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Autor:  José Roberto
E-mail:  josezambon@merconet.com.br
Data:  16/FEV/2003 11:46 PM
Assunto:  Re: Clarification
 
Mensagem:  Hello Pat "Guerra do Paraguai" took place between 1864 till 1870, during Brazil's second empire, D. Pedro II's empire. It was the most violent conflit that occured in South America. Related to our independence: in 1808 Portugal's king D. João VI and the royal family fled from Portugal, motif: Napoleon Bonaparte was threatening to invade Portugal in case it didn't join the other European's countries on the embargo against England, but if Portugal did take part in the embargo, England would automatically invade Brazil (Portugal's colony so far), so the King transfered the goverment aparatus here and elevated Brazil's condition to Vice-Kingdom, so it was a natural step to independence. Portugal's people conclamed D. João VI to return but, he left his son (D. Pedro I - the fist emperor) to stay here and do the independece, so our "independence" was a gift from father to son (and as I imagine, was it a frustated plan to return Brazil as a colony to Portugal, but it went wrong because as D. João VI, D. Pedro I had to assume Portuguese's throne and left the country to his son, D. Pedro II in 1834 if I am not mistaken, but D. Pedro II was only a child and then it took pklace in here the period were the separatist movements arose-- the "período regencial"). Now one could tell me, like in Africa where people fought for independence, like the US, like the other South America contries... Would Brazil be more awere or more patriotic if we did (we- the people not the royal family or an elite) fight for our freedom? Historians point out that Brazil as one country would not exist, for what made this whole big country together was the royal symbol, one can very this looking at the período regencial where happened the major and most separatist movements here it just calmed down a little in 1840 when D. Pedro II was enthroned (it was a kind of coup-d'etat because he had to be 18 to be enthroned, but in fact he was 16). Até a próxima, caro amigo. José Roberto. So Brazil was aggressive towards the nieghboring countries for some time even after it's independence from Portugal? I didn't know that. And of course the Brazilians treated the Indios quite badly, just as the Americans did. It is quite remarkable that no war with Portugal ever occured; I don't know if any other major colony has achieved independence without a war. Actually, India did - thanks to Ghandi. I suppose one could say the same for Canada and Australia, but they are technically still colonies - they allowed England to "save face".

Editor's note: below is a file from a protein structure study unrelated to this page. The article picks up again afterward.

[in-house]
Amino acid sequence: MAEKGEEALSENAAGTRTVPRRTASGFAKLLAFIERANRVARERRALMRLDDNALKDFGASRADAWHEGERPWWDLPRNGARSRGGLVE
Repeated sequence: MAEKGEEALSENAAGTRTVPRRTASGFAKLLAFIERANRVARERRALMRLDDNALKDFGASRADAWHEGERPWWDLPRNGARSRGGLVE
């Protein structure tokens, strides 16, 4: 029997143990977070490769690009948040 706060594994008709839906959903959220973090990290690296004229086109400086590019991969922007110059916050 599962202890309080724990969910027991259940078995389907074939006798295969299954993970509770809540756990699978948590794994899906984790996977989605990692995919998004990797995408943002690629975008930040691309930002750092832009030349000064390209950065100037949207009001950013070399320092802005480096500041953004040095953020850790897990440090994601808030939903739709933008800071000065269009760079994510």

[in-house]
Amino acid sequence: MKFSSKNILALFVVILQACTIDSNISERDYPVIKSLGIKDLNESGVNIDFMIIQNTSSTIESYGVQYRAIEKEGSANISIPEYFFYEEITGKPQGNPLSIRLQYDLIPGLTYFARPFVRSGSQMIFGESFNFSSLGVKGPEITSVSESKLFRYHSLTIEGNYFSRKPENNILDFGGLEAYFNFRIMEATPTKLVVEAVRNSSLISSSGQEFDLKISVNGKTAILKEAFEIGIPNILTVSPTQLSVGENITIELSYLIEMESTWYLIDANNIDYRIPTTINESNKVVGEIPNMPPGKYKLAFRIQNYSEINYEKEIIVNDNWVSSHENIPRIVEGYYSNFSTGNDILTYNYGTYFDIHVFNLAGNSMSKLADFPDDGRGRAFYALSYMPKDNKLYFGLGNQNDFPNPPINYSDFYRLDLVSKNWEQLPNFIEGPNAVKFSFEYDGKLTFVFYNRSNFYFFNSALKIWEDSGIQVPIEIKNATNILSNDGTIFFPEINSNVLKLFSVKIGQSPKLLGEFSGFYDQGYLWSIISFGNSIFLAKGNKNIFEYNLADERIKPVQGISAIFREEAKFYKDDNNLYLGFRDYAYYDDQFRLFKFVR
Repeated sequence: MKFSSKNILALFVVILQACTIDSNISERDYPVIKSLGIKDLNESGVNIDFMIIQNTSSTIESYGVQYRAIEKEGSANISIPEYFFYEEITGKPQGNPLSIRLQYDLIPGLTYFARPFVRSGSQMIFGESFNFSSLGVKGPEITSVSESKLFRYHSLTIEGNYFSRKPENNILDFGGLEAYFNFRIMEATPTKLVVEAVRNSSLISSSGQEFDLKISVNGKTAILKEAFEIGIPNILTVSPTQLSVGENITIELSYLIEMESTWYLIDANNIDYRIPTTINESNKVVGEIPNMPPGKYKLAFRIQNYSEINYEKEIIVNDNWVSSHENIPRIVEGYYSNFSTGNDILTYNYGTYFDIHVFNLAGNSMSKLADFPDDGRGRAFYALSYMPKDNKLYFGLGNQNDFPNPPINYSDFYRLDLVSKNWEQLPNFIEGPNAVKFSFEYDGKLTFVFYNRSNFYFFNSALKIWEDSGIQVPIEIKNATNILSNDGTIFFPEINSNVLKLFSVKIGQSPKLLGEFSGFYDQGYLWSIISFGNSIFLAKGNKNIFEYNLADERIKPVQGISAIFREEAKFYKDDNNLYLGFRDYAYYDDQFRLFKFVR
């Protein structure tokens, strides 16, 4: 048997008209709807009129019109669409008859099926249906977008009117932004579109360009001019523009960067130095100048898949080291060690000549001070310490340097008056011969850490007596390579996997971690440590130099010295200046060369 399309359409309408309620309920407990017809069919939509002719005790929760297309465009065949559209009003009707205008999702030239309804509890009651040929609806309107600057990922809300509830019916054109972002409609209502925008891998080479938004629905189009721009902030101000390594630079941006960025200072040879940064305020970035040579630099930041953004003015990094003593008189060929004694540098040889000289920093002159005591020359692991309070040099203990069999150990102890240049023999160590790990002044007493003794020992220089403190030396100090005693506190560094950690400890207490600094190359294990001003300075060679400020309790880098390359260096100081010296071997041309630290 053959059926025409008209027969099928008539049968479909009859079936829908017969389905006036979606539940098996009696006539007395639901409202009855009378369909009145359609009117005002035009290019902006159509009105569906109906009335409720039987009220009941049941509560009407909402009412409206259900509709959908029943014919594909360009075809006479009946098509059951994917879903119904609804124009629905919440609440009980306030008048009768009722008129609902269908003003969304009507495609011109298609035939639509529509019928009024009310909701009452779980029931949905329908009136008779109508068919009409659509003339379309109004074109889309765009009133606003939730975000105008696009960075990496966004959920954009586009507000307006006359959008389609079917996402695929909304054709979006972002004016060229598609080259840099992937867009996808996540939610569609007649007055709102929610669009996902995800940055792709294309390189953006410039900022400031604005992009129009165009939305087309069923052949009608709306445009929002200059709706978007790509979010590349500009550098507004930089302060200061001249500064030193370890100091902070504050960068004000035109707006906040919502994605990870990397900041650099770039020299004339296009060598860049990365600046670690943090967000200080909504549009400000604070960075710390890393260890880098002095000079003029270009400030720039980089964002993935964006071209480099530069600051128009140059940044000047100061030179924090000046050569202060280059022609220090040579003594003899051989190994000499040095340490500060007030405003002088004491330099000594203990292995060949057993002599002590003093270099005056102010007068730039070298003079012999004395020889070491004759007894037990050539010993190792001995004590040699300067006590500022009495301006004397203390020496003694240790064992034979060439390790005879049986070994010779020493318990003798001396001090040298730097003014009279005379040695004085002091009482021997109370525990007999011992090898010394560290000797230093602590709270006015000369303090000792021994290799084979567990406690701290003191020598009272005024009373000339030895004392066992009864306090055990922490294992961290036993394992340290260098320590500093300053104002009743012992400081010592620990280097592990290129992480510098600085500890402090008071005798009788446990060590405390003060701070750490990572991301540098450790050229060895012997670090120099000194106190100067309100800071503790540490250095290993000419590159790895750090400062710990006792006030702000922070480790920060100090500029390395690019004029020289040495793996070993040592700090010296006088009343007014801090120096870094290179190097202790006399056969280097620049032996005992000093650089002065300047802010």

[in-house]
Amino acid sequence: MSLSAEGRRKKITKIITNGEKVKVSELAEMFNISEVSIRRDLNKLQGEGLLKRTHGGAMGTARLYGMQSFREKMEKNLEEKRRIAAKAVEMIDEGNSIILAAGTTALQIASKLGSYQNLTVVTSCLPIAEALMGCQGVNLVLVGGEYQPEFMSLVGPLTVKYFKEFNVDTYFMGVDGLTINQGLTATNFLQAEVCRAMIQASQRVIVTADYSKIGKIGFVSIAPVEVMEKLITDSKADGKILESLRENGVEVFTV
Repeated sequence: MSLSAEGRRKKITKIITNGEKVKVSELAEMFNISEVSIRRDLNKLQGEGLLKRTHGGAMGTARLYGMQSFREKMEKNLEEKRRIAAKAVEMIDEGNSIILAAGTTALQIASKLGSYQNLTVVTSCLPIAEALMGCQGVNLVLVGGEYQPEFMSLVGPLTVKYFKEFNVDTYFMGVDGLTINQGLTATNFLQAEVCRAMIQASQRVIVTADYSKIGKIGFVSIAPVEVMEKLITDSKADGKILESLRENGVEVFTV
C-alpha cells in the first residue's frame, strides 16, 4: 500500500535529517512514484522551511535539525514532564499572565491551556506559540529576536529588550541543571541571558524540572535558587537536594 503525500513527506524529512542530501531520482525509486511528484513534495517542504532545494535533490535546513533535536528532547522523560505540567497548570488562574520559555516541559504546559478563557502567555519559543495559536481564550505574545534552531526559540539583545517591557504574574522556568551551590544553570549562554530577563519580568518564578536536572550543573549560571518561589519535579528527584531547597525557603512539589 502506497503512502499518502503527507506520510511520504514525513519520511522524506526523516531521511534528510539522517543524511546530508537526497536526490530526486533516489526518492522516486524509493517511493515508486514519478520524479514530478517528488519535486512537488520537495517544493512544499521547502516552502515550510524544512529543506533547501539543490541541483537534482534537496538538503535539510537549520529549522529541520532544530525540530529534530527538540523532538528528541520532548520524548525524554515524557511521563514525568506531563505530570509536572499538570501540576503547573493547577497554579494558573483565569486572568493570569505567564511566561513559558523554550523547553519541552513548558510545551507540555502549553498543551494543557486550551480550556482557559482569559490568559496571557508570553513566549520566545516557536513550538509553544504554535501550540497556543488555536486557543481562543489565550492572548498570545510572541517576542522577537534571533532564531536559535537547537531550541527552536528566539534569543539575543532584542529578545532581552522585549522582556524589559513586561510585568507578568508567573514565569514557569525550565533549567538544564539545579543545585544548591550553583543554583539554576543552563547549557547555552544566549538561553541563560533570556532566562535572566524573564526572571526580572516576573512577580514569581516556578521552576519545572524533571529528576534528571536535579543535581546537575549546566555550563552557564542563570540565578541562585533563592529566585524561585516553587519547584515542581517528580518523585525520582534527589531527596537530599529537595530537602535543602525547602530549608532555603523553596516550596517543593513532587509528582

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Índice de mensagens


 English Made in Brazil -- English, Portuguese, & contrastive linguistics
Clarification  –  Miguel Vieira  11/FEV/2003, 6:27 PM
Re: Clarification  –  José Roberto  11/FEV/2003, 7:33 PM
Re: Clarification  –  Jonas  11/FEV/2003, 8:49 PM
Re: Clarification  –  pat  11/FEV/2003, 9:26 PM
Re: Clarification  –  Miguel Vieira  12/FEV/2003, 3:44 PM
Re: Clarification  –  pat  12/FEV/2003, 9:25 PM
Re: Clarification  –  Miguel Vieira  12/FEV/2003, 9:53 PM
Re: Clarification  –  pat  12/FEV/2003, 11:20 PM
Re: Clarification  –  Miguel Vieira  13/FEV/2003, 3:14 PM
Re: Clarification  –  pat  13/FEV/2003, 9:42 PM
Re: Clarification  –  Miguel Vieira  14/FEV/2003, 3:45 PM
Re: Clarification  –  pat  14/FEV/2003, 4:50 PM
Re: Clarification  –  Miguel Vieira  14/FEV/2003, 6:46 PM
Re: Clarification  –  Miguel Vieira  15/FEV/2003, 3:11 PM
Re: Clarification  –  pat  15/FEV/2003, 5:05 PM
Re: Clarification  –  José Roberto  16/FEV/2003, 12:39 AM
Re: Clarification  –  pat  16/FEV/2003, 3:00 PM
 Re: Clarification  –  José Roberto  16/FEV/2003, 11:46 PM
Re: Clarification  –  Miguel Vieira  16/FEV/2003, 4:19 PM
Re: Clarification  –  pat  17/FEV/2003, 3:33 PM
Re: Clarification  –  Miguel Vieira  18/FEV/2003, 2:33 PM

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